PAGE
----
This week, Hollywood producers published details of the offer they made to the Writers Guild of America (WGA) earlier this month. The WGA responded by saying this was an attempt to increase pressure on the striking writers.
Background to the WGA strike
Writers who are members of the Writers Guild of America (WGA) have been on strike since May this year. Their dispute is with the Hollywood producers’ association, the Alliance of Motion Picture and Television Producers (AMPTP). One of the main issues behind the strike is the use of artificial intelligence (AI) to generate scripts and other written content. The WGA also has concerns over the rates for residual payments to writers for TV shows and movies on streaming services such as Netflix.
What has the AMPTP done?
On August 11 the AMPTP made an offer to the WGA to resolve the strike. However, the details of the offer had not been made public until now. Shortly after a meeting with WGA negotiators on August 22, the AMPTP issued a press release which set out what the organization called its “comprehensive package.” Carol Lombardini, president of the AMPTP, said, “We are deeply committed to ending the strike and are hopeful that the WGA will work toward the same resolution.”
What is the offer?
The AMPTP offer includes a 13 percent wage increase spread over three years and a 15 percent increase in minimum weekly rates for Article 14 writers. These are writers who also work in an additional capacity such as an executive producer, producer, associate producer, showrunner, story editor, or creative consultant. There is also a commitment to increase the residuals for some high-budget shows on streaming services. In addition, a new structure to train writers to become showrunners has been proposed. In relation to AI, the AMPTP said that written material produced by AI will not be considered literary material. This means that a writer’s payments won’t be affected by the use of generative AI-produced material.
How has the WGA responded?
The WGA’s negotiators said that they believe the AMPTP is trying to put pressure on writers to give up the strike. The meeting between the WGA and the AMPTP prior to the offer being published was meant to be for negotiation. However, the WGA says that the AMPTP just delivered a “lecture about how good their (offer) was.” The WGA also said, “This wasn’t a meeting to make a deal. This was a meeting to get us to cave, which is why, not twenty minutes after we left the meeting, the AMPTP released its summary of their proposals.”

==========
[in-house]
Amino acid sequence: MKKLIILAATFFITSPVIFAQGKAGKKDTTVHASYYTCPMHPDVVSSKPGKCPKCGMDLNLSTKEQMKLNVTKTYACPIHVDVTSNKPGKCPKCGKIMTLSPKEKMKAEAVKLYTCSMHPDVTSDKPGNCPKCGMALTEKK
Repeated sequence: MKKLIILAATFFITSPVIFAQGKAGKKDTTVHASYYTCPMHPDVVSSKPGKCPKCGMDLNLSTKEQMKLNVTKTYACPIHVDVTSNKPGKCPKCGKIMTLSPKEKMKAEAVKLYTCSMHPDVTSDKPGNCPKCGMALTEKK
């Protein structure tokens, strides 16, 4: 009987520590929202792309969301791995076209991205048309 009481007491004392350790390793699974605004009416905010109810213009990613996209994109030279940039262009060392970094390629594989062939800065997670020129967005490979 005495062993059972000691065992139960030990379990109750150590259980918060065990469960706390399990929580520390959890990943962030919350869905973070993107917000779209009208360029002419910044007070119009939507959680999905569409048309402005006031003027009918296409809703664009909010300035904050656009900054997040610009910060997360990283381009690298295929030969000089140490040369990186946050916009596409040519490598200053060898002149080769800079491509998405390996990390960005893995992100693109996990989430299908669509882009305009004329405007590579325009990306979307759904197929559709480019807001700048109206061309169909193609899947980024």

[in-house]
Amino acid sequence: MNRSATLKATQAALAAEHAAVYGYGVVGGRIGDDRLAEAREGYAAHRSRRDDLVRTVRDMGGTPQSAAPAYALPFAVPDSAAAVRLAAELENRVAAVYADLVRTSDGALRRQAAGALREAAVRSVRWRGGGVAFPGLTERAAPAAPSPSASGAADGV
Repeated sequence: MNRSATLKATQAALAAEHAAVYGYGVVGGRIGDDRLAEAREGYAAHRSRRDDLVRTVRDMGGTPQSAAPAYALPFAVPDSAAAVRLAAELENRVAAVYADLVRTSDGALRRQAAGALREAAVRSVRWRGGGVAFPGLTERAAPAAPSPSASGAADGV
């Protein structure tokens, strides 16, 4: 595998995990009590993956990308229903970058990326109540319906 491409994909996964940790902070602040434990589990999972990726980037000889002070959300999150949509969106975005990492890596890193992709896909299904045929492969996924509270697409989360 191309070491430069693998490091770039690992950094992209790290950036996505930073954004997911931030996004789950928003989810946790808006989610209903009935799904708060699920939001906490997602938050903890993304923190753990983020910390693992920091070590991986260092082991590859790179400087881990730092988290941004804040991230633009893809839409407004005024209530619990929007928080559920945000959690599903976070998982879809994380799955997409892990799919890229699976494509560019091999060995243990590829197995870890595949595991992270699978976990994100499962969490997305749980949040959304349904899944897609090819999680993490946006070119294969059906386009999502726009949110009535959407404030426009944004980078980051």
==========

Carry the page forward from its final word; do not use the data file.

In the days following the AMPTP’s publication of their offer, the WGA issued a more detailed response. The WGA said that the offer was “neither nothing, nor nearly enough. We will continue to advocate for proposals that fully address our issues rather than accept half measures like those.”
In addition, the WGA published a table showing the costs of their proposed deal against the profits of the movie and TV companies. The figures quoted were between only 0.206 percent and 0.004 percent. The WGA says it remains “committed to direct negotiations with the companies” but for now the strike continues.
What we think
The publication of its offer by the AMPTP seems to have only hardened the division between the two sides. For a lot of working people, the amounts of money mentioned by the AMPTP must seem enormous. Perhaps the AMPTP had hoped that its action would turn public support against the writers by making them seem greedy. However, the response from the WGA shows just how vast the annual revenues of the movie and TV companies are. In context, the WGA is only asking that writers get their fair share which doesn’t seem unreasonable. In addition, the WGA’s comment that the offer was “neither nothing, nor nearly enough” shows that there is a way to go but does offer some hope for a negotiated settlement. Hopefully, that can be achieved sooner rather than later.